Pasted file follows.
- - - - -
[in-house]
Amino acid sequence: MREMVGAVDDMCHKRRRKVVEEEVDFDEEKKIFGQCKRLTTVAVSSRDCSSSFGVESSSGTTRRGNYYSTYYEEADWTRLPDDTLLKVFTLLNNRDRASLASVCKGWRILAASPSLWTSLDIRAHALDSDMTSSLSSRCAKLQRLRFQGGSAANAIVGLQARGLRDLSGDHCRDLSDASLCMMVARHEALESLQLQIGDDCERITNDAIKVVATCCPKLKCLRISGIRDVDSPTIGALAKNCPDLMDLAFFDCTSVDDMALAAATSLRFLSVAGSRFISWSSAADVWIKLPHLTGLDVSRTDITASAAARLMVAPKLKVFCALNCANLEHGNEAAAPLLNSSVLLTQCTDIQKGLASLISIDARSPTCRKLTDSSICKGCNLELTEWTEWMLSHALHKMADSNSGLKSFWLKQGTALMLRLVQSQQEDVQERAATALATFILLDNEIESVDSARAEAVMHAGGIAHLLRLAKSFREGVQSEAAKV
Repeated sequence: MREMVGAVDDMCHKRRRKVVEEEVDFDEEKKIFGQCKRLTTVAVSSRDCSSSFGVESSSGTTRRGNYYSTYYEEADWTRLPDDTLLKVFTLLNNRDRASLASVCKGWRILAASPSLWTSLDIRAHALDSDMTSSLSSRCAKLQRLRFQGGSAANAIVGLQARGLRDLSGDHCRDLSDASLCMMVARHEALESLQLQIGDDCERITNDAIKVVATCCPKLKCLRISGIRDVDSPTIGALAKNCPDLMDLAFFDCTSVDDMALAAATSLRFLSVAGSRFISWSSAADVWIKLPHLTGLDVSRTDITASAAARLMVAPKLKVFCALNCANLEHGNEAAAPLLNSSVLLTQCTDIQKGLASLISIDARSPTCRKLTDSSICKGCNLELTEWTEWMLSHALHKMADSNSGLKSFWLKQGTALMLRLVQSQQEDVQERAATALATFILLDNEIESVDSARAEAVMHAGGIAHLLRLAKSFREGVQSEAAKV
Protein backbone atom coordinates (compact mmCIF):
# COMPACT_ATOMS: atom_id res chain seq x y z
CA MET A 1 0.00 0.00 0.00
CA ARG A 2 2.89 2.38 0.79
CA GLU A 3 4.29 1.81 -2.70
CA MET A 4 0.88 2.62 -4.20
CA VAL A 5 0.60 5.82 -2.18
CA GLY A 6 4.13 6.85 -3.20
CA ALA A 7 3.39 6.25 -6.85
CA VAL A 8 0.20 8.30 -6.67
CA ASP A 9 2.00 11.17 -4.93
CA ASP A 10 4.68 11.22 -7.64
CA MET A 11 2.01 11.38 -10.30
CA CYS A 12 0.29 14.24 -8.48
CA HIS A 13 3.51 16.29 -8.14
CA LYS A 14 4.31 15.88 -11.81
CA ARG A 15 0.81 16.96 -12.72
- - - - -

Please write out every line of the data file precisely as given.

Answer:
[in-house]
Amino acid sequence: MREMVGAVDDMCHKRRRKVVEEEVDFDEEKKIFGQCKRLTTVAVSSRDCSSSFGVESSSGTTRRGNYYSTYYEEADWTRLPDDTLLKVFTLLNNRDRASLASVCKGWRILAASPSLWTSLDIRAHALDSDMTSSLSSRCAKLQRLRFQGGSAANAIVGLQARGLRDLSGDHCRDLSDASLCMMVARHEALESLQLQIGDDCERITNDAIKVVATCCPKLKCLRISGIRDVDSPTIGALAKNCPDLMDLAFFDCTSVDDMALAAATSLRFLSVAGSRFISWSSAADVWIKLPHLTGLDVSRTDITASAAARLMVAPKLKVFCALNCANLEHGNEAAAPLLNSSVLLTQCTDIQKGLASLISIDARSPTCRKLTDSSICKGCNLELTEWTEWMLSHALHKMADSNSGLKSFWLKQGTALMLRLVQSQQEDVQERAATALATFILLDNEIESVDSARAEAVMHAGGIAHLLRLAKSFREGVQSEAAKV
Repeated sequence: MREMVGAVDDMCHKRRRKVVEEEVDFDEEKKIFGQCKRLTTVAVSSRDCSSSFGVESSSGTTRRGNYYSTYYEEADWTRLPDDTLLKVFTLLNNRDRASLASVCKGWRILAASPSLWTSLDIRAHALDSDMTSSLSSRCAKLQRLRFQGGSAANAIVGLQARGLRDLSGDHCRDLSDASLCMMVARHEALESLQLQIGDDCERITNDAIKVVATCCPKLKCLRISGIRDVDSPTIGALAKNCPDLMDLAFFDCTSVDDMALAAATSLRFLSVAGSRFISWSSAADVWIKLPHLTGLDVSRTDITASAAARLMVAPKLKVFCALNCANLEHGNEAAAPLLNSSVLLTQCTDIQKGLASLISIDARSPTCRKLTDSSICKGCNLELTEWTEWMLSHALHKMADSNSGLKSFWLKQGTALMLRLVQSQQEDVQERAATALATFILLDNEIESVDSARAEAVMHAGGIAHLLRLAKSFREGVQSEAAKV
Protein backbone atom coordinates (compact mmCIF):
# COMPACT_ATOMS: atom_id res chain seq x y z
CA MET A 1 0.00 0.00 0.00
CA ARG A 2 2.89 2.38 0.79
CA GLU A 3 4.29 1.81 -2.70
CA MET A 4 0.88 2.62 -4.20
CA VAL A 5 0.60 5.82 -2.18
CA GLY A 6 4.13 6.85 -3.20
CA ALA A 7 3.39 6.25 -6.85
CA VAL A 8 0.20 8.30 -6.67
CA ASP A 9 2.00 11.17 -4.93
CA ASP A 10 4.68 11.22 -7.64
CA MET A 11 2.01 11.38 -10.30
CA CYS A 12 0.29 14.24 -8.48
CA HIS A 13 3.51 16.29 -8.14
CA LYS A 14 4.31 15.88 -11.81
CA ARG A 15 0.81 16.96 -12.72